With January 1 fast approaching, now is the time of year when people across the globe start thinking about their New Year's resolutions. The same, of course, is true of Oracle customers.
Some organizations, like TheraDoc Inc. in Salt Lake City, are considering upgrading to Oracle's 11g database. Others, like the Washington, D.C.-based Gallup Organization, hope to implement Oracle project management tools. And Intermap Technologies Inc. of Englewood, Colo., has resolved to increase its Oracle database capacity by 20 terabytes.
But deciding on which resolutions to make – and keep -- is not always as straightforward as it seems. Is 2009 the year to upgrade Oracle databases and applications, and if so, which ones? Is now the time to commit to an all-Oracle infrastructure? And what about Oracle-related security?
To help answer these and other questions, and to help you make New Year's resolutions you can keep, industry analysts offered their advice for crafting a 2009 Oracle strategy, and some Oracle customers reveal their own priorities for the New Year.
Time to go all-in with Oracle middleware?
Oracle application customers should resolve to make an important choice in 2009, according to Ray Wang, an analyst with Cambridge, Mass.-based Forrester Research: Go all-in with Oracle middleware or try to avoid vendor lock-in?
"Customers need to figure out if they're going to invest in a middleware platform from Oracle, which means you need to get up to date on their Application Integration Architecture," Wang said. "Or they [must decide] to do something independent, like going with WebSphere or .NET, and do it in a way that will allow them, whatever Oracle acquisitions occur, to have a certain amount of independence."
Customers that decide to go all-in with Oracle should also decide in 2009 whether to upgrade older versions of Oracle applications that are not supported by Fusion middleware to newer versions that are. Application upgrades are usually included in maintenance costs, Wang said, but "you still have to do the implementation. In some cases, if you have a lot of customizations to do, that could get expensive."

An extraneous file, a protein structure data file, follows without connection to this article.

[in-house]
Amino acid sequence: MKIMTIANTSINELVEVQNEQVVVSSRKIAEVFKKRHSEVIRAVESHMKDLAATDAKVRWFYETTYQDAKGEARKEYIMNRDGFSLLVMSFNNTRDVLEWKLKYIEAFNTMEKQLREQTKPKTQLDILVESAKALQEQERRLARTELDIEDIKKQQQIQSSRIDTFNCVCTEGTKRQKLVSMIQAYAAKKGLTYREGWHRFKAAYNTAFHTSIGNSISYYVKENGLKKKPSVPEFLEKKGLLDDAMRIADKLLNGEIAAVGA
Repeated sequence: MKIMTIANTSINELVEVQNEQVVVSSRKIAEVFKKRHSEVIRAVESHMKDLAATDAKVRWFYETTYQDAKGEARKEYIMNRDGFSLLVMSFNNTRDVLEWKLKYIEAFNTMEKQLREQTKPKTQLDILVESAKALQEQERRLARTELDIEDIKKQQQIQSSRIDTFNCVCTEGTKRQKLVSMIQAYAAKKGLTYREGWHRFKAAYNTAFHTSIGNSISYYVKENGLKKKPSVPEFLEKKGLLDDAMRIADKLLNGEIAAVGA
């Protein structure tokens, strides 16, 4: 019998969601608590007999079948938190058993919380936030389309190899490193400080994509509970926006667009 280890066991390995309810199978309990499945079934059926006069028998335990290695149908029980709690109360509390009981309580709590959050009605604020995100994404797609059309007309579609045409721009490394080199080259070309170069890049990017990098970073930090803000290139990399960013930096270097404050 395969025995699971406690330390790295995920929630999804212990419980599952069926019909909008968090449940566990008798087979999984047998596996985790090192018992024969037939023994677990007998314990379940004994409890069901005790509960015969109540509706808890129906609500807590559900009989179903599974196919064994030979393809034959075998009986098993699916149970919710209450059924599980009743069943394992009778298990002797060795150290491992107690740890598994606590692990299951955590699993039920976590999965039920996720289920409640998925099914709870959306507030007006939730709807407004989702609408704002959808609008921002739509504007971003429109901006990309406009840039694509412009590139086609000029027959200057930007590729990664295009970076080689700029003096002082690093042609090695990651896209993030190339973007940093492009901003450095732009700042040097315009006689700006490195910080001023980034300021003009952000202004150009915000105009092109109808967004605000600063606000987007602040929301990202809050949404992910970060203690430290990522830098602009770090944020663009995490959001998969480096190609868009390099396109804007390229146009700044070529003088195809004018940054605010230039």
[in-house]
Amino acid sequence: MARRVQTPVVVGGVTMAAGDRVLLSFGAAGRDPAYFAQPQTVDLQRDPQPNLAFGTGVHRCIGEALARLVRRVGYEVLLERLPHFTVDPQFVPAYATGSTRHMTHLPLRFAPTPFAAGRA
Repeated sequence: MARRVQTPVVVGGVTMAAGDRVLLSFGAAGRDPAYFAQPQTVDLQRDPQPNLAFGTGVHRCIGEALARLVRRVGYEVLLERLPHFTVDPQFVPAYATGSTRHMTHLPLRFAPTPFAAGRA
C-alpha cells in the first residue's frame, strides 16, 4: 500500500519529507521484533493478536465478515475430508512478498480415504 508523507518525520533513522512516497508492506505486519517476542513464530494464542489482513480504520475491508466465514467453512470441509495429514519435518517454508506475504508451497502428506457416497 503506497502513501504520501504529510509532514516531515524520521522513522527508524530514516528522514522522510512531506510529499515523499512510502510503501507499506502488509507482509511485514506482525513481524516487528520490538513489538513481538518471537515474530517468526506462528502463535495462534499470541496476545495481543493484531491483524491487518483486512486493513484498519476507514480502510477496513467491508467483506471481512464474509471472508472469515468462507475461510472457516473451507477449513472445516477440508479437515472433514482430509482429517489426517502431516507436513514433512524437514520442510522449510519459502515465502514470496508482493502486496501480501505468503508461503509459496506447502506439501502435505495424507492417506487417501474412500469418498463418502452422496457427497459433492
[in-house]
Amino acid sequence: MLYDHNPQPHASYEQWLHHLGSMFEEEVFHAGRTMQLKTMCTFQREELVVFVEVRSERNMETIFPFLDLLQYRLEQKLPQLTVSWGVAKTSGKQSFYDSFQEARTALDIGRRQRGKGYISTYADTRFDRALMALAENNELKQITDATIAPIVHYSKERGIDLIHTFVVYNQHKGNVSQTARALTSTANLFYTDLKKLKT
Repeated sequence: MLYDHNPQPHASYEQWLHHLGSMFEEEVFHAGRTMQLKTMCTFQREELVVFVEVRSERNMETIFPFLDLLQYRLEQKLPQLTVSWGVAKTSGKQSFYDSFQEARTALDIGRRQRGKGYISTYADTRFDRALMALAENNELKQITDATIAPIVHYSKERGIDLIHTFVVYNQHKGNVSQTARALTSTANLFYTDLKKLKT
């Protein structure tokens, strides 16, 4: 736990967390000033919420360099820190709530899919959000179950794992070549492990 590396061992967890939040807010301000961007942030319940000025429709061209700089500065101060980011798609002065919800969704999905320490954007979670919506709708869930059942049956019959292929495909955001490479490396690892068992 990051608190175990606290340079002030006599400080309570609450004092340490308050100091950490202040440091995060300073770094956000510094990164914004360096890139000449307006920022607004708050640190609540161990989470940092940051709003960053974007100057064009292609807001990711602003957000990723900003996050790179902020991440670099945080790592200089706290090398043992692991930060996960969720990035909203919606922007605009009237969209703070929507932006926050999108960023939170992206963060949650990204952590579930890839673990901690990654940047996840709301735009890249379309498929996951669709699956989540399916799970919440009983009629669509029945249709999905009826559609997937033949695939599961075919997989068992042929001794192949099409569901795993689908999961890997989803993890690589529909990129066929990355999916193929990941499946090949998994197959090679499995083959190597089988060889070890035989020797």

Unfortunately, there's no "right" answer for either question, he said. "There are a lot of benefits when products are truly integrated by a vendor. On the other hand, you are really beholden to that vendor."
Security, automation top database to-do list
As for databases, in 2009 Oracle database customers should pay special attention to securing non-production databases, according to Forrester's Noel Yuhanna.
Non-production databases are used for testing and development that companies nevertheless populate with live customer data, like social security numbers and addresses. "It still has copies of the data and should get the same treatment as production databases," Yuhanna said.
To help secure non-production Oracle databases, Yuhanna advises companies to invest this year in data masking software that changes or hides sensitive names and numbers. He estimates that only 15% of organizations currently use data masking software, despite solid offerings from such vendors as Applimation Inc. and Camouflage Software Inc., and tools from Oracle itself.
"In a test environment, you want to desensitize that information," Yuhanna said, so developers and programmers cannot gain access to it. Most security breaches turn out to be inside jobs.
Oracle database customers should also consider investing in automation software for certain tasks related to database tuning, backup and recovery, migrations, and upgrades, Yuhanna said. And automation tools can free up DBAs to manage even more databases.
But there is a hitch. Oracle's 11g database has significantly upgraded automation capabilities, Yuhanna said. "But of course you can't take advantage of those capabilities until you upgrade."
Continue to part 2, GRC tips and customer resolutions revealed